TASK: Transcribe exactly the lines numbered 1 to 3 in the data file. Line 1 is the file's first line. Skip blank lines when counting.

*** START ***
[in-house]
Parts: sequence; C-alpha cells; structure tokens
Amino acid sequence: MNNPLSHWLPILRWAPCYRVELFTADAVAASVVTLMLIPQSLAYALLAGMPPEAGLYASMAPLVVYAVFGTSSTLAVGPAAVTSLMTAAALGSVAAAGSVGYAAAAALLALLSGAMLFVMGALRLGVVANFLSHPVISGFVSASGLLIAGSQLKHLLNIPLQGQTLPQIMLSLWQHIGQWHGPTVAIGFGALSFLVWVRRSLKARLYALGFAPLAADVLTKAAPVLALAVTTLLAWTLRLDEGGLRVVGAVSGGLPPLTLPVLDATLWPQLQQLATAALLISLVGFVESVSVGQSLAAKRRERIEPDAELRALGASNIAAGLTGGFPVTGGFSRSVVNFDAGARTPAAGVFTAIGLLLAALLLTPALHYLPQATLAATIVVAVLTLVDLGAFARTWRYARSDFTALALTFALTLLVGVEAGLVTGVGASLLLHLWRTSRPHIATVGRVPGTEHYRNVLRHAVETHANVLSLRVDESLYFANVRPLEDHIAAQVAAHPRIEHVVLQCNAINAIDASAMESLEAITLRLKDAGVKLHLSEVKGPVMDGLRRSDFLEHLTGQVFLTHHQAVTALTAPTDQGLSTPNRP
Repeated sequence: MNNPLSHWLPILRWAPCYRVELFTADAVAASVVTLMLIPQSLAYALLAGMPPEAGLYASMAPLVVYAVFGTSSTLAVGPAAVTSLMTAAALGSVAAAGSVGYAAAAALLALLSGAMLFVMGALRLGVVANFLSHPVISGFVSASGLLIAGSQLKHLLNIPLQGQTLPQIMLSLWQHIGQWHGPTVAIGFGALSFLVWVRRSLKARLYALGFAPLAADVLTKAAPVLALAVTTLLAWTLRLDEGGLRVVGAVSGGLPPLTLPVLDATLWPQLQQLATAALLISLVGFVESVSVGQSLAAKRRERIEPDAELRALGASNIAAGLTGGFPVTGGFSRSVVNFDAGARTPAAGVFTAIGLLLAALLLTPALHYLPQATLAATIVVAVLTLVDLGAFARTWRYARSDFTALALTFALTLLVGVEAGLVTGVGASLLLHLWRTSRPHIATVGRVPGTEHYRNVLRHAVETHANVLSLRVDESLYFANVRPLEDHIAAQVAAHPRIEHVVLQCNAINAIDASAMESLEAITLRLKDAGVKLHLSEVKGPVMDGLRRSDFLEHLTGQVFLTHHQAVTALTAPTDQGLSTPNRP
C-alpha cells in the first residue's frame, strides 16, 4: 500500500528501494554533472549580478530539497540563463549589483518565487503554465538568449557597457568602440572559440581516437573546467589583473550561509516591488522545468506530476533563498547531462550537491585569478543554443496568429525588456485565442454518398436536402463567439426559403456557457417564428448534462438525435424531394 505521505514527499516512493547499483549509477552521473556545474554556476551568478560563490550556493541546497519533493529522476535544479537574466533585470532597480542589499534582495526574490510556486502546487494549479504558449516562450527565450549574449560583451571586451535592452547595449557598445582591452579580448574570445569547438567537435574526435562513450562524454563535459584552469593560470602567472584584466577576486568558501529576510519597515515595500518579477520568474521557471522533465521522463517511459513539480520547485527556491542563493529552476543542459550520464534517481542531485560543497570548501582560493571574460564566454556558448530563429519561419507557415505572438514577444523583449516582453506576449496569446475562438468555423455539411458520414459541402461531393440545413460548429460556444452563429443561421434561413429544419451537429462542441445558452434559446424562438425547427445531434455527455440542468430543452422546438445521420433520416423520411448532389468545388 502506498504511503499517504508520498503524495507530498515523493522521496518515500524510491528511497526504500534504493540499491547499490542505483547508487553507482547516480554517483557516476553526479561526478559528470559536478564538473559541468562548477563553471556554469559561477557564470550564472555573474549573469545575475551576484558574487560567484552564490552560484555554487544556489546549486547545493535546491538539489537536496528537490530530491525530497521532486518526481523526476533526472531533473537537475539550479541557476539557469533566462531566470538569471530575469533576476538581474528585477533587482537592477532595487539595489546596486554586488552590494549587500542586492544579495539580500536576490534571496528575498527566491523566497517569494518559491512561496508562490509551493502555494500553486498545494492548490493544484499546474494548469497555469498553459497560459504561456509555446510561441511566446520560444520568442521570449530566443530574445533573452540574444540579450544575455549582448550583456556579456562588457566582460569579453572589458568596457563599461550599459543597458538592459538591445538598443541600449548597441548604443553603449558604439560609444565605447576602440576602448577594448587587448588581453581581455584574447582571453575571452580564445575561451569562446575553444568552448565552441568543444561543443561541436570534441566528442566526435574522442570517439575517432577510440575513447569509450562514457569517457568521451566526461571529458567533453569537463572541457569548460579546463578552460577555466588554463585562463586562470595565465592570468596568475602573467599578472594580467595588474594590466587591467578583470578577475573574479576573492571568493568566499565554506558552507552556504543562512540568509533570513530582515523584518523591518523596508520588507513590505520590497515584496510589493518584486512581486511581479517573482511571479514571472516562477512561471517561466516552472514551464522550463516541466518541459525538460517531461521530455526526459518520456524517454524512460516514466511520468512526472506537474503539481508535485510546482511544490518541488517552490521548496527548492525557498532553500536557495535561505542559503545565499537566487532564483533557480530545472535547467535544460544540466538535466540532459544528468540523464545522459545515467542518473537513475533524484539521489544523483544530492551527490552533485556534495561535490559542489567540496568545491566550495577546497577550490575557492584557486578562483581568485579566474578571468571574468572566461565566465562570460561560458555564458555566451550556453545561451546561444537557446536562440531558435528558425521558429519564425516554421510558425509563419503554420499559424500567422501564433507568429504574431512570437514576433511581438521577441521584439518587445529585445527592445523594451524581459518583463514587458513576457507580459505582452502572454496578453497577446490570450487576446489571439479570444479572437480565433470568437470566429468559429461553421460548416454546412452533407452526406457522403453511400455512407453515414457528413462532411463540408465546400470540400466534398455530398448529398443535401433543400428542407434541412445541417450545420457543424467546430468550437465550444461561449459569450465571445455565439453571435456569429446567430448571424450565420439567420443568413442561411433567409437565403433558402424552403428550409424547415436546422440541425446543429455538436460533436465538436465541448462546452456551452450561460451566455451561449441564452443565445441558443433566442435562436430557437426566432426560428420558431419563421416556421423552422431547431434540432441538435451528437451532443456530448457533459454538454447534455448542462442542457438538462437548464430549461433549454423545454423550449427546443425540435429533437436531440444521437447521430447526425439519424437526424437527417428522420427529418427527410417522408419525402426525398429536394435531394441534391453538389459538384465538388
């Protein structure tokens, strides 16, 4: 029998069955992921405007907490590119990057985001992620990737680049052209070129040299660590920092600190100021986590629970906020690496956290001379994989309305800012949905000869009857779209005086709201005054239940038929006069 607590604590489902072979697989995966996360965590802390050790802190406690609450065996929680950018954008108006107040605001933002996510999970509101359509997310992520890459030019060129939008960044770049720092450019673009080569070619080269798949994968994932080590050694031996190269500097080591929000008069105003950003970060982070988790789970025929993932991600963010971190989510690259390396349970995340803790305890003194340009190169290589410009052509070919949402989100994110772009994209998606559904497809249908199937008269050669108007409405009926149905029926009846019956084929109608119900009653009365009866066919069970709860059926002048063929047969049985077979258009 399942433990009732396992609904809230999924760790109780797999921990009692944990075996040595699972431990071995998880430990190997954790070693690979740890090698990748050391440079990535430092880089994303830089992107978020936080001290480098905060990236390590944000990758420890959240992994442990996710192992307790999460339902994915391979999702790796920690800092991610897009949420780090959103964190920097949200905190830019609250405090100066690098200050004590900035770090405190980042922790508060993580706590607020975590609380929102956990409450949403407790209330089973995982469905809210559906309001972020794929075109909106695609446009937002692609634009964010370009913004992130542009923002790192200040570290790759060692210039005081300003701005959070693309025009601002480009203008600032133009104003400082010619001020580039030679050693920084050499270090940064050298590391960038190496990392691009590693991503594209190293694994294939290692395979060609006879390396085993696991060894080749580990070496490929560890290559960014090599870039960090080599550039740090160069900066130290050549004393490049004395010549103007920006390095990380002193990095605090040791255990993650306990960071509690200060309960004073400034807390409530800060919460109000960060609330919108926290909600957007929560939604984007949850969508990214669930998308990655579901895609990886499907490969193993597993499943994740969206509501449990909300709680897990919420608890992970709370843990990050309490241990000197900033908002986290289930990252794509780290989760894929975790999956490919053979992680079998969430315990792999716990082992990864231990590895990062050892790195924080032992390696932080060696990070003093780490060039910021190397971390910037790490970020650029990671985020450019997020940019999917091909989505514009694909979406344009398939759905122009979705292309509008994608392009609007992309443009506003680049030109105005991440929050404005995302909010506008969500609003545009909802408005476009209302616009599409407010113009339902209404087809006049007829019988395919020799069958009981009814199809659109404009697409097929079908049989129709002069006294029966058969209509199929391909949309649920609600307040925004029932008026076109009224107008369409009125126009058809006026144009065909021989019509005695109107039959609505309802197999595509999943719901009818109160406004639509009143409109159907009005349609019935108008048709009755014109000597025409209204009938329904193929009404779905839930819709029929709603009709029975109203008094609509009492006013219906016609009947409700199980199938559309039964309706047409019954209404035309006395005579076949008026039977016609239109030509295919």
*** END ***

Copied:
[in-house]
Parts: sequence; C-alpha cells; structure tokens
Amino acid sequence: MNNPLSHWLPILRWAPCYRVELFTADAVAASVVTLMLIPQSLAYALLAGMPPEAGLYASMAPLVVYAVFGTSSTLAVGPAAVTSLMTAAALGSVAAAGSVGYAAAAALLALLSGAMLFVMGALRLGVVANFLSHPVISGFVSASGLLIAGSQLKHLLNIPLQGQTLPQIMLSLWQHIGQWHGPTVAIGFGALSFLVWVRRSLKARLYALGFAPLAADVLTKAAPVLALAVTTLLAWTLRLDEGGLRVVGAVSGGLPPLTLPVLDATLWPQLQQLATAALLISLVGFVESVSVGQSLAAKRRERIEPDAELRALGASNIAAGLTGGFPVTGGFSRSVVNFDAGARTPAAGVFTAIGLLLAALLLTPALHYLPQATLAATIVVAVLTLVDLGAFARTWRYARSDFTALALTFALTLLVGVEAGLVTGVGASLLLHLWRTSRPHIATVGRVPGTEHYRNVLRHAVETHANVLSLRVDESLYFANVRPLEDHIAAQVAAHPRIEHVVLQCNAINAIDASAMESLEAITLRLKDAGVKLHLSEVKGPVMDGLRRSDFLEHLTGQVFLTHHQAVTALTAPTDQGLSTPNRP